College of American Pathologists
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2008 —July Case of the Month

Updated August 20, 2008


CAP Foundation July 2008 Online Case of the Month

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After reading the summary, try answering the three related multiple-choice questions below.

A 42-year-old man presented with shortness of breath and a cough productive of copious sputum. CT examination revealed extensive consolidation of the right upper and middle lobes. Following a diagnostic biopsy, a right bilobectomy was performed. The lung parenchyma was firm, tan, and diffusely consolidated. The cut surface had a slightly mucoid consistency.

Archive Case and Diagnosis: This case first appeared as Performance Improvement Program in Surgical Pathology (PIP) 2005, Case 08 and is a bronchioloalveolar carcinoma, mucinous type.

Criteria for Diagnosis and Comments:
Bronchioloalveolar carcinoma (BAC) is defined in the current World Health Organization (W.H.O.) classification as an adenocarcinoma with a purely lepidic pattern of growth, i.e. growth along pre-existing alveolar structures, without evidence of stromal, vascular or pleural invasion. Tumors that show invasion of stroma, blood vessels or pleura should not be classified as BAC. The W.H.O. classification divides BAC into non-mucinous, mucinous and mixed subtypes.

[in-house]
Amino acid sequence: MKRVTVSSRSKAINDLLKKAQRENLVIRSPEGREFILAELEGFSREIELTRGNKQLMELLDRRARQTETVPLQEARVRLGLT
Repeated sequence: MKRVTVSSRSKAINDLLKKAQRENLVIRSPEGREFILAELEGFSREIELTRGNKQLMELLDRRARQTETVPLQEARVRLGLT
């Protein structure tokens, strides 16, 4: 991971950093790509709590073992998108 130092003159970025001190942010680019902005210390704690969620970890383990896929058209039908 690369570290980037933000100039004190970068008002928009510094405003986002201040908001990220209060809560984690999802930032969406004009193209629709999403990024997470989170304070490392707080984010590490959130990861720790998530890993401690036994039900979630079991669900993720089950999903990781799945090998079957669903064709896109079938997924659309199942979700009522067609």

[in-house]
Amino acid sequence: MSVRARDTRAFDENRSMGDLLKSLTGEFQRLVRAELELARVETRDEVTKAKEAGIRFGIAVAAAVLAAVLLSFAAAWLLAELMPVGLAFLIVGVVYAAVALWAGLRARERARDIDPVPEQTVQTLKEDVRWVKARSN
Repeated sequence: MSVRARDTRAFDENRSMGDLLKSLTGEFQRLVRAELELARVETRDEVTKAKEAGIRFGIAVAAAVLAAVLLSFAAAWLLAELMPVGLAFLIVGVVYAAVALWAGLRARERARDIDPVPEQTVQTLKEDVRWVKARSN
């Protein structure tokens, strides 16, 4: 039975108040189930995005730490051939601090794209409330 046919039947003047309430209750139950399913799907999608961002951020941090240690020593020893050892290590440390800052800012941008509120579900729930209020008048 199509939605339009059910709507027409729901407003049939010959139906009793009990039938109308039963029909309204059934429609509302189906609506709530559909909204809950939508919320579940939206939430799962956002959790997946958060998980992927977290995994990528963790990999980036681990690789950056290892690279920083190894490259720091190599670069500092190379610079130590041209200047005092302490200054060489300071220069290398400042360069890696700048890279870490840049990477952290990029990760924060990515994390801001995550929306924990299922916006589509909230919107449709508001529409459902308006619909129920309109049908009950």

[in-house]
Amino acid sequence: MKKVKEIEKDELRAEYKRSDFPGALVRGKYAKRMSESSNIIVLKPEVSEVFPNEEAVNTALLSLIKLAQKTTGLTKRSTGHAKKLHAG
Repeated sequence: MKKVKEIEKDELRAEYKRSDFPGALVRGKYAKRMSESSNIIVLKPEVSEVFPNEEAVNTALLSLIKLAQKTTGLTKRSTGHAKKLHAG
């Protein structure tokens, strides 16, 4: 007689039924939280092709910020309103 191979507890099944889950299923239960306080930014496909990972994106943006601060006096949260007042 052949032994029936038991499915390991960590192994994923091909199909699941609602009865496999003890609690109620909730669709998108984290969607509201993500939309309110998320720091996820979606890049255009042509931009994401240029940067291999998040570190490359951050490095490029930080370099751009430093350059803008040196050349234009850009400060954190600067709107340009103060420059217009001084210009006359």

This case demonstrates typical morphology for a mucinous BAC. The existing alveolar septa are lined, either partially or completely, by a continuous layer of tall columnar cells with abundant apical cytoplasmic mucin. Cytologic atypia is characteristically minimal. The tumor in this case also shows “multifocality”, which is not infrequently encountered in BAC. It is thought that this is secondary to aerogenous spread of tumor rather than true multifocal growth. The mucinous variant of BAC has a propensity to involve entire lobes, mimicking pneumonia grossly and radiographically.

The definition of BAC has undergone considerable evolution in recent years. Prior to the 1999 W.H.O. classification, Clayton, et al, divided BAC into four types: mucinous, non-mucinous, mixed and sclerosing. The sclerosing variant proposed by Clayton does not meet the rigid criteria for the current W.H.O. definition and is not included in the current classification of BAC. The reasoning behind the current strict definition lies primarily in studies of non-mucinous BAC’s, which have shown that solitary small tumors (<3.0 cm) with a pure lepidic growth pattern do not have lymph node metastasis and have a 100% five year survival. Stage 1 tumors with a lepidic growth pattern but with areas of stromal invasion were found to have a five-year survival similar to that of “conventional” adenocarcinomas (approximately 75%). Additionally, tumors with stromal invasion were found to have lymph node metastases in approximately 30% of cases. Similar survival advantages appear to apply to multifocal BAC, particularly if the tumors are in the same lobe, but further study is needed to clarify this issue.